Italian entrepreneur coach Ernesto Sirolli gives this advice to leaders: “Want to help someone? Shut up and listen.” That was the title of his 2012 talk at a TEDx conference in New Zealand.
To illustrate, he shared a story about a failed attempt to help Zambian farmers. The farmers were actually shepherds—growing nothing—in a valley with good soil and sufficient rain to grow crops that could upgrade their standard of living significantly.
The locals showed little interest in planting crops, so eventually Sirolli’s team planted and grew tomatoes for them, to demonstrate the potential. The tomatoes did well and the team expected the Zambians to enthusiastically follow suit. They didn’t.
The reason became clear when the hippos from a nearby river decided the tomato plants would make a great salad and made a night raid on the field, leaving nothing but…well, you know what hippos leave behind.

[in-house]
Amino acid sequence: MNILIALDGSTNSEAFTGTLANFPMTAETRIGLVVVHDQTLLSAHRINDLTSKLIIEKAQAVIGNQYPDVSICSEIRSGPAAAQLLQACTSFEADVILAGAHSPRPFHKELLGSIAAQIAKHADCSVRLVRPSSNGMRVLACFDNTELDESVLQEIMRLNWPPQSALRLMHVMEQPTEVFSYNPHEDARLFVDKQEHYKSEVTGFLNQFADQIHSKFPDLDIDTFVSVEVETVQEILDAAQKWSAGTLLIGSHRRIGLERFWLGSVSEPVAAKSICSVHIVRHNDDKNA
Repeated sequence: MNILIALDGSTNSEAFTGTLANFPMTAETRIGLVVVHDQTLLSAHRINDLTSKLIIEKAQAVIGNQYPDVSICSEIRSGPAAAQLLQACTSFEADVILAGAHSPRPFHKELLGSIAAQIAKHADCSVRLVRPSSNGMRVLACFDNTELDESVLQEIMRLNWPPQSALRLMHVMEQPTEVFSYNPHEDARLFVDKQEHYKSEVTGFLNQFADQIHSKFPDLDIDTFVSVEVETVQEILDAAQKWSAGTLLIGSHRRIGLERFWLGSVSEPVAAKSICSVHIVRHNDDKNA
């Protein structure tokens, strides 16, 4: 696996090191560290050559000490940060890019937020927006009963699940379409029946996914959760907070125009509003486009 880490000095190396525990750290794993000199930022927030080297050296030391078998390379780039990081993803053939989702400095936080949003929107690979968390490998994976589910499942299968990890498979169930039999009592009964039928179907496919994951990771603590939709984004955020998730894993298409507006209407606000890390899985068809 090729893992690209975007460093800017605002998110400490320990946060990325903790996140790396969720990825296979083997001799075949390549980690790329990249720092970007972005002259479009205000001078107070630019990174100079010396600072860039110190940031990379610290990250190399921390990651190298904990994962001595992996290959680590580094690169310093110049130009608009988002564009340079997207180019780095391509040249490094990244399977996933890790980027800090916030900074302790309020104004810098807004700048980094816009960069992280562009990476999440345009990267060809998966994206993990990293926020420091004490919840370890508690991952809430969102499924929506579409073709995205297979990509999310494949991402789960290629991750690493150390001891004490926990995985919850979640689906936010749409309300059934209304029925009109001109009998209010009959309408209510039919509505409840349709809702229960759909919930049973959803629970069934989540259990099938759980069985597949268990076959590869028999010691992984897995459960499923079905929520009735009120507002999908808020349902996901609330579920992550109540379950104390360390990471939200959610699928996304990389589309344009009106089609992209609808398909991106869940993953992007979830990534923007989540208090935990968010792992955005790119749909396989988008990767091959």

The Zambians were not surprised and probably amused. After all, they knew what would happen to any crops planted in the valley. When Sirolli’s team asked why they had not been warned, the villagers’ response was: “You didn’t ask.”
I think the story makes the point without any amplification on my part. So I think I’ll just shut up and listen to your comments about this post. Maybe I’ll learn something.
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© Copyright 2015 by Dick Wells, The Hard Lessons Company.
"The best way to lead people into the future is to connect with them deeply in the present."
Kouzes & Posner
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